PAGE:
Lots of Dolphins talk after a Wednesday OTA that was closed to the media:
The Dolphins’ predicament at receiver includes some measure of clarity at the top of the depth chart and unresolved issues at the bottom, with a former Hurricane, an erstwhile quarterback, a 5-7 jitterbug nicknamed Mighty Mouse and a vegan all competing for jobs.
What’s clear is that barring injuries, Jarvis Landry, DeVante Parker and Kenny Stills should be Miami’s top three receivers, with Rishard Matthews having moved on to the Tennessee Titans. Third-round pick Leonte Carroo also will assuredly be on the team.
Less clear is whether Miami keeps five or six receivers and whether Carroo can emerge as a reliable No. 4 receiver as a rookie.
“We have a bunch of guys that are very fast, very strong, very big,” Carroo said Wednesday. “What separates us is our catching ability. We have a lot of receivers with really great hands. We hold each other accountable.”
Carrroo should earn receiver snaps as a rookie if he plays like he did at Rutgers, where he caught 122 passes in his career, including 29 touchdowns, for an impressive 19.5 yard average, with only three career drops.
“He’s a strong, physical guy that's going to be a weapon for us,” Ryan Tannehill said. “He's going to be able to have some run-after-catch, be physical with the corners and be physical down the field.”
Receivers coach Shawn Jefferson has been counseling Carroo about how to come out of his breaks more quickly. “He wants us to break old habits we may have, a lot of habits we have ingrained,” Carroo said.
But Carroo said it helps that he played in a pro style offense at Rutgers and knows “how to focus on defenses and run your route based on what they do.”
Meanwhile, the Dolphins' other rookie receiver draft pick, sixth-rounder Jakeem Grant, has found seams in the defense and made some plays in offseason practices, but the Dolphins are trying to refine his route running.
“I know a lot of defensive guys have made comments about how quick and how fast [the 5-foot-7 Grant] is,” coach Adam Gase said, making clear he won’t be calling Grant “Mighty Mouse,” the nickname given to him by teammates.
“It's almost like we have to [slow] him down a little bit, because ... when we do some routes versus air, he can get a little bit out of control," Gase added. "It's learning how to run certain routes at the right tempo. It's almost like the illusion you're running full speed, but you're not really, and you're under control and you can stop on a dime. That's where we need to get him."
Don’t discount Griff Whalen, who caught 45 passes for 487 yards and three touchdowns over three seasons with the Colts and earned the trust of Clyde Christensen, the Dolphins’ offensive coordinator and former Colts assistant. If Whalen excels in training camp, and Grant seizes one of the return jobs, the Dolphins could keep six receivers.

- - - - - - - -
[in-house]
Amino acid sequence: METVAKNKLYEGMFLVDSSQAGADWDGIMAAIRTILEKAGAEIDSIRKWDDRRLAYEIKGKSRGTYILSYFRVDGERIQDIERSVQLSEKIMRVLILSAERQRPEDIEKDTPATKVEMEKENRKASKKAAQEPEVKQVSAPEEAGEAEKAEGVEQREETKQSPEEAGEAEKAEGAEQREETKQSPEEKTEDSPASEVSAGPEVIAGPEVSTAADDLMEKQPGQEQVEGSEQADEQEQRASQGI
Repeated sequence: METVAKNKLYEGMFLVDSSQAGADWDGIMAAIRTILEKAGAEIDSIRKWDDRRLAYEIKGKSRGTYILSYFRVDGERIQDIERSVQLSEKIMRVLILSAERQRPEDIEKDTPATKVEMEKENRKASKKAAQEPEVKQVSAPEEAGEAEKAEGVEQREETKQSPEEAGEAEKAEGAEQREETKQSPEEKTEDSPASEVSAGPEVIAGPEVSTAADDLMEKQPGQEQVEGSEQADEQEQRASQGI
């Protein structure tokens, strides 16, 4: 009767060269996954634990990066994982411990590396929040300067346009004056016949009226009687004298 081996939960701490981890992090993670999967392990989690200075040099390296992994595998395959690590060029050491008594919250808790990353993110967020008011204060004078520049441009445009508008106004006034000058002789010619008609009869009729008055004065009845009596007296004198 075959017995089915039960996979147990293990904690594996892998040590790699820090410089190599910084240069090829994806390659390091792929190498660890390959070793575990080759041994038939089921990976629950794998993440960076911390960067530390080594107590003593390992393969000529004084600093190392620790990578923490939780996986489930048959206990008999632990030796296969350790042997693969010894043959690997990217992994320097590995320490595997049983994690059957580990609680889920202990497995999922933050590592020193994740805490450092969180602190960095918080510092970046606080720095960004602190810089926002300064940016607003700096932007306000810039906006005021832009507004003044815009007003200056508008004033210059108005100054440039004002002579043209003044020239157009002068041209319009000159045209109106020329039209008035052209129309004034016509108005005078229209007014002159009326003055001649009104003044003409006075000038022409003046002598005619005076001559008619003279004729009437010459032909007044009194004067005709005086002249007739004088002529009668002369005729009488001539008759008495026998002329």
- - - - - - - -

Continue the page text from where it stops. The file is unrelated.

“I was always, especially the first couple of years, kind of that bubble guy,” Whalen said. “I could have been gone any day. I was mostly a slot guy in Indy but after my first two years, it was almost an even 50-50 of outside snaps and inside snaps.”
Whalen has followed a plant-based diet for two years, because “I’m looking for anything I can do to give myself an advantage."
His typical meals? "Breakfast is oatmeal, fruit and whatever else I want to throw into it. And then lunch and dinner, a rice and bean kind of dish is pretty typical. Lots of veggies. A salad. I make a lot of smoothies because I can just throw greens and fruit and stuff in there. But rice and beans or lentils, stuff like that is pretty common for me."
Does he crave any foods after two years of a vegan lifestyle? "I really don't, which surprises me,” he said. “I grew up eating sugar, cereal, candy, ice cream, you name it. They think it has to do with the microbes that are in your intestine and gut that those actually send signals to your brain, which is kind of crazy. So after you go several weeks or a month without eating something, you kind of change that microbe make-up in your body so you don't get the cravings you used to get the same way, if you can get past that point."
On rare occasions, he will splurge with a pastry. “I already found right up the street here on University Drive, there's a vegan bakery that's got some pretty good stuff,” he said. “I don't generally do dessert with a bunch of meals so that would be something I would do.”
The Dolphins have liked Matt Hazel enough to keep him around for two years (2014 on the practice squad, 2015 on the active roster), but his playing time has been limited (five games, no receptions). Hazel has a chance to stick if there are injuries at the position or if he outplays Whalen and/or Grant in preseason.